In the United Airlines case, the Court disapproved the rulings of no less than five of the federal Circuit Courts of Appeal, and also refused to follow interpretations issued by the Equal Employment Opportunity Commission and the Department of Justice. The high Court found that the previous Court of Appeals rulings, and the EEOC and the Department of Justice guidelines, were inconsistent with the plain language of the ADA. The Court also declined to follow "legislative history" of the ADA (Committee Reports concerning the intent of the bill while it was being developed in Congress), which showed some members of Congress believed that person should be considered without the presence of mitigating devices or medication. Instead, the Court focused on statements in the ADA that Congress believed that approximately 43 million Americans are "disabled." If persons with severe myopia or similar correctable conditions are included, the 43 million number would increase two or three times according to Justice Sandra Day O'Connor.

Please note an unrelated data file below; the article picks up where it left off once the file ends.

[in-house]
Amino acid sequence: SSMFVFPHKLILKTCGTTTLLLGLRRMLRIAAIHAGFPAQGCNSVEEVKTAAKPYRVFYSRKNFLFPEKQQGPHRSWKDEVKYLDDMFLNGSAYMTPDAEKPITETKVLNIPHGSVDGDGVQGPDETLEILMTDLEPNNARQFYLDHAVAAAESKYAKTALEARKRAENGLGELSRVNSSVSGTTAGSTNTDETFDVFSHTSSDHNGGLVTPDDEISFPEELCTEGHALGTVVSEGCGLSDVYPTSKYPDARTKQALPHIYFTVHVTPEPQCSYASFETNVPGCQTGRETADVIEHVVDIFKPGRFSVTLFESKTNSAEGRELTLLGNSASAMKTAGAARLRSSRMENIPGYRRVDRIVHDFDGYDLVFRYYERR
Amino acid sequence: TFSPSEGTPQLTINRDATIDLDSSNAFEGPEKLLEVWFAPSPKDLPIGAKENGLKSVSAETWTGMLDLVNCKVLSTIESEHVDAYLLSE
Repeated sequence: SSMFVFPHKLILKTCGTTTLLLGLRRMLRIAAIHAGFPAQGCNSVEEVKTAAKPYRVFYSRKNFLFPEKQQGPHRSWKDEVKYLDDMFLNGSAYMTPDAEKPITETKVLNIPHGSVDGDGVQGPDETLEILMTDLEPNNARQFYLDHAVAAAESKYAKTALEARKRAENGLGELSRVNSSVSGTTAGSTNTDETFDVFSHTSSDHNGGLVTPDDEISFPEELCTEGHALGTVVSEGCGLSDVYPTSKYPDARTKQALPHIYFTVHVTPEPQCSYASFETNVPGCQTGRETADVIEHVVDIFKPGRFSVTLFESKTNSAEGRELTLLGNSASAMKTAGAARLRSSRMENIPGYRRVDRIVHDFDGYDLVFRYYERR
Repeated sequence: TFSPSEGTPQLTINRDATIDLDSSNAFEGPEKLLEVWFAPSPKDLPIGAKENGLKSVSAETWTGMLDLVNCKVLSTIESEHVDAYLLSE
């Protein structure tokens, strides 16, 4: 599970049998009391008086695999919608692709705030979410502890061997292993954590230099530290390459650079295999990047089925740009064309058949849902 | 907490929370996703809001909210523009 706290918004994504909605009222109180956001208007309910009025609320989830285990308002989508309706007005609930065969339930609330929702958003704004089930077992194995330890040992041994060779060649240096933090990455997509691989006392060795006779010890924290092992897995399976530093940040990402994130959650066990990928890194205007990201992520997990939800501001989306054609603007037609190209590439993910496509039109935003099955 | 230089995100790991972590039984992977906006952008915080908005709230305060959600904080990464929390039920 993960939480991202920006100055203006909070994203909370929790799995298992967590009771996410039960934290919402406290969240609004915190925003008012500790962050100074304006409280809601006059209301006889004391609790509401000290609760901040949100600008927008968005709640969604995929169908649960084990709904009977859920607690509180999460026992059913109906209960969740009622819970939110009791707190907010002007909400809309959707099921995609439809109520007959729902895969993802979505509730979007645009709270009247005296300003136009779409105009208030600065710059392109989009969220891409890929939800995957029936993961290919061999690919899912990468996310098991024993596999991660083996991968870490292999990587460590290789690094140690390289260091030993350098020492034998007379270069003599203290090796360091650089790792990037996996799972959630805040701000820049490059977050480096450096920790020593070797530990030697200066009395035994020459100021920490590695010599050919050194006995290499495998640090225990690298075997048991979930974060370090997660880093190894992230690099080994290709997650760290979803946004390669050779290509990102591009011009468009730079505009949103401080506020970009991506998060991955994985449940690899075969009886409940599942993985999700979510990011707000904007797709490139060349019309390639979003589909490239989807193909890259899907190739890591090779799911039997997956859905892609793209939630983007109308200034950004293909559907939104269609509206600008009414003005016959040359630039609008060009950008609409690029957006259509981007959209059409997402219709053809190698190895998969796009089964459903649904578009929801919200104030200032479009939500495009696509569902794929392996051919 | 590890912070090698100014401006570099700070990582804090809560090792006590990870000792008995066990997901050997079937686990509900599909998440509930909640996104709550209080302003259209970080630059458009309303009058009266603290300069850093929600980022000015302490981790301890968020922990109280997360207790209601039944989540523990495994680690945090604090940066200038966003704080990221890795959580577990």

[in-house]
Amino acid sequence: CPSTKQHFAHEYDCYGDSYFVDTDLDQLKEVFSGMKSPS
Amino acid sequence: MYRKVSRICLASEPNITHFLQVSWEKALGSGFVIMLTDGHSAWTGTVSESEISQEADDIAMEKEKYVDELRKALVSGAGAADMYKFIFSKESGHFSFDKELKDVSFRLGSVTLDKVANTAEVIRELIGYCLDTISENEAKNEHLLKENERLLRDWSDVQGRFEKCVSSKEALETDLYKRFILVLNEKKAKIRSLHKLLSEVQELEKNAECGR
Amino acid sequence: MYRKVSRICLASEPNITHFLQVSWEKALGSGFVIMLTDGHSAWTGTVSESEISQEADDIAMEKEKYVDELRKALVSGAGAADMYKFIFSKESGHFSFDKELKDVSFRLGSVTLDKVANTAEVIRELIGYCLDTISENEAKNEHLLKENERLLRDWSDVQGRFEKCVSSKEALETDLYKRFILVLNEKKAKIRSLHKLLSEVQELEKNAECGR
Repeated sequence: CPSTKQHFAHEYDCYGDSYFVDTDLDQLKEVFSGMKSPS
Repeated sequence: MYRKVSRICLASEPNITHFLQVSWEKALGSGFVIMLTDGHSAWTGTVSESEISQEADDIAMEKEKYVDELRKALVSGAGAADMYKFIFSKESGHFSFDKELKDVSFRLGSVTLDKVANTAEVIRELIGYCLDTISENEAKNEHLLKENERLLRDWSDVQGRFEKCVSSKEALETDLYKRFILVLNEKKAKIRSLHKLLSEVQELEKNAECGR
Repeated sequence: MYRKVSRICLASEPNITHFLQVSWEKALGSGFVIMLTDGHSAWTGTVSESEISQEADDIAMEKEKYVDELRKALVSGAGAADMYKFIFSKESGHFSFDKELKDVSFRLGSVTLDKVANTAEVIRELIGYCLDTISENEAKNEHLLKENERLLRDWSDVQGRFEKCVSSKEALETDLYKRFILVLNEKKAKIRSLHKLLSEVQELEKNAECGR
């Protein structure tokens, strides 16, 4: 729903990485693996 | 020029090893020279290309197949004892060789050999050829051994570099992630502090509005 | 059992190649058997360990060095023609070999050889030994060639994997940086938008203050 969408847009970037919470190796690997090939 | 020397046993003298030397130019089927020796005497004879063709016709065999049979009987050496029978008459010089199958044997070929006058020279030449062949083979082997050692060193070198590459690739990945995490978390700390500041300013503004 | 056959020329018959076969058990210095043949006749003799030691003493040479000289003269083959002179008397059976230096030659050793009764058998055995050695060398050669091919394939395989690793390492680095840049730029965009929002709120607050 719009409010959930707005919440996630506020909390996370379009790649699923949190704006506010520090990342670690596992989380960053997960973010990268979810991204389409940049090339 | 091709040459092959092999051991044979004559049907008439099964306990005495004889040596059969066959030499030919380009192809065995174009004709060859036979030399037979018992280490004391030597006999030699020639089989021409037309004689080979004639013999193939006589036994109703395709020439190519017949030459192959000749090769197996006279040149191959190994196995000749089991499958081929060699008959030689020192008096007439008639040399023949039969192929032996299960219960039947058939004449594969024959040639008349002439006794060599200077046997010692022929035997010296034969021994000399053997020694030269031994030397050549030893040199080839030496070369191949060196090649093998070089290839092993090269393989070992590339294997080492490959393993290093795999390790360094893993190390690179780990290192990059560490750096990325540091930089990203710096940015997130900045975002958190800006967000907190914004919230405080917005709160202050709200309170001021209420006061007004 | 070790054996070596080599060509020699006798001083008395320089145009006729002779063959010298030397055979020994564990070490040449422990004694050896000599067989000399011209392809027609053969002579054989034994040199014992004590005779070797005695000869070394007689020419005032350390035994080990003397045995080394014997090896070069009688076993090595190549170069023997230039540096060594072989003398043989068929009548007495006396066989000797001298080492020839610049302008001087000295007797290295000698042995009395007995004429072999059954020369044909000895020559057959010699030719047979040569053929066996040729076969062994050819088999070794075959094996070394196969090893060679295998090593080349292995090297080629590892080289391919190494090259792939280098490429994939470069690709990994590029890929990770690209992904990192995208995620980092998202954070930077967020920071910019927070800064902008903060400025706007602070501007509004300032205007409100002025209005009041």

High Blood Pressure and Monocular Vision Are Not Necessarily Disabilities

In another case, the Court held that a truck driver with monocular vision could be excluded from a truck driving job based upon a United States Department of Transportation safety regulation. In this case the truck driver claimed that the Department of Transportation had adopted an experimental "waiver" program which allowed drivers with good safety records to avoid visual acuity standards. The Supreme Court held the waiver program was an experimental program of questionable validity which had been attacked in court. It refused to require a private employer, as Justice Souter stated, to "reinvent the government's wheel." The teaching of this case appears to be that employers can rely generally on governmental safety requirements for jobs that have substantial safety-related components.

In the third case, the court held that a truck driver who had high blood pressure was not automatically "disabled". The court required an individual analysis of whether the truck driver's condition, controllable with medication, resulted in a substantial limitation on any major life activity.

Individual Assessments Are Necessary